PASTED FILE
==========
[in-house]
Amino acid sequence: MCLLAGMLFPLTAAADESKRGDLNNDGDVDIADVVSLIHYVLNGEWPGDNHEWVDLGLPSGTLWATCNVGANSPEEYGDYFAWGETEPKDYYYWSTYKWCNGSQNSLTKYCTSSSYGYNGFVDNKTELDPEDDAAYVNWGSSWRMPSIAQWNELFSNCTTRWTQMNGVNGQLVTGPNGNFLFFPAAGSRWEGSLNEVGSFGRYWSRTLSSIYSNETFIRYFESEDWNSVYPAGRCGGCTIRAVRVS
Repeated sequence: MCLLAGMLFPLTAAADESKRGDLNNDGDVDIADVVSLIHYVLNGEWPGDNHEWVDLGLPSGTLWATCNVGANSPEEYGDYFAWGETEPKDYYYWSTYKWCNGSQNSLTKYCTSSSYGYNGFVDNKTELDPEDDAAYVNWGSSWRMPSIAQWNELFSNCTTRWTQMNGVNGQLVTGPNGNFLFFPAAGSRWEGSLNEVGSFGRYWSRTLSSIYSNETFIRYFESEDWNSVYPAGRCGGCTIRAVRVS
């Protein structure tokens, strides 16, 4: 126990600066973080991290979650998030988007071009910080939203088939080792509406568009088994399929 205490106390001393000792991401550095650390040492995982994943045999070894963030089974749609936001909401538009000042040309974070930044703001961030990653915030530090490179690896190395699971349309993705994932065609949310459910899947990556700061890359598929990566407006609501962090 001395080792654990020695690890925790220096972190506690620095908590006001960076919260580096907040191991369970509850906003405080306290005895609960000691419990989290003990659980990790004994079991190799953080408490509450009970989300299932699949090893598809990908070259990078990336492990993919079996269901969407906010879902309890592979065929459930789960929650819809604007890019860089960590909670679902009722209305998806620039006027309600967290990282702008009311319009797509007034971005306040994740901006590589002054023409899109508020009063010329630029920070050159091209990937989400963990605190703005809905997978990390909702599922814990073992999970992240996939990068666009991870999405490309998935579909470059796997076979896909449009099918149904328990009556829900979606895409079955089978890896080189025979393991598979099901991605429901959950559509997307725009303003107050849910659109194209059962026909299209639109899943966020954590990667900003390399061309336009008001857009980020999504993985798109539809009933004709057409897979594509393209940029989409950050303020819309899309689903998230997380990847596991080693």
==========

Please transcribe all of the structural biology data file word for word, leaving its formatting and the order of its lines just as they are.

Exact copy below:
[in-house]
Amino acid sequence: MCLLAGMLFPLTAAADESKRGDLNNDGDVDIADVVSLIHYVLNGEWPGDNHEWVDLGLPSGTLWATCNVGANSPEEYGDYFAWGETEPKDYYYWSTYKWCNGSQNSLTKYCTSSSYGYNGFVDNKTELDPEDDAAYVNWGSSWRMPSIAQWNELFSNCTTRWTQMNGVNGQLVTGPNGNFLFFPAAGSRWEGSLNEVGSFGRYWSRTLSSIYSNETFIRYFESEDWNSVYPAGRCGGCTIRAVRVS
Repeated sequence: MCLLAGMLFPLTAAADESKRGDLNNDGDVDIADVVSLIHYVLNGEWPGDNHEWVDLGLPSGTLWATCNVGANSPEEYGDYFAWGETEPKDYYYWSTYKWCNGSQNSLTKYCTSSSYGYNGFVDNKTELDPEDDAAYVNWGSSWRMPSIAQWNELFSNCTTRWTQMNGVNGQLVTGPNGNFLFFPAAGSRWEGSLNEVGSFGRYWSRTLSSIYSNETFIRYFESEDWNSVYPAGRCGGCTIRAVRVS
């Protein structure tokens, strides 16, 4: 126990600066973080991290979650998030988007071009910080939203088939080792509406568009088994399929 205490106390001393000792991401550095650390040492995982994943045999070894963030089974749609936001909401538009000042040309974070930044703001961030990653915030530090490179690896190395699971349309993705994932065609949310459910899947990556700061890359598929990566407006609501962090 001395080792654990020695690890925790220096972190506690620095908590006001960076919260580096907040191991369970509850906003405080306290005895609960000691419990989290003990659980990790004994079991190799953080408490509450009970989300299932699949090893598809990908070259990078990336492990993919079996269901969407906010879902309890592979065929459930789960929650819809604007890019860089960590909670679902009722209305998806620039006027309600967290990282702008009311319009797509007034971005306040994740901006590589002054023409899109508020009063010329630029920070050159091209990937989400963990605190703005809905997978990390909702599922814990073992999970992240996939990068666009991870999405490309998935579909470059796997076979896909449009099918149904328990009556829900979606895409079955089978890896080189025979393991598979099901991605429901959950559509997307725009303003107050849910659109194209059962026909299209639109899943966020954590990667900003390399061309336009008001857009980020999504993985798109539809009933004709057409897979594509393209940029989409950050303020819309899309689903998230997380990847596991080693």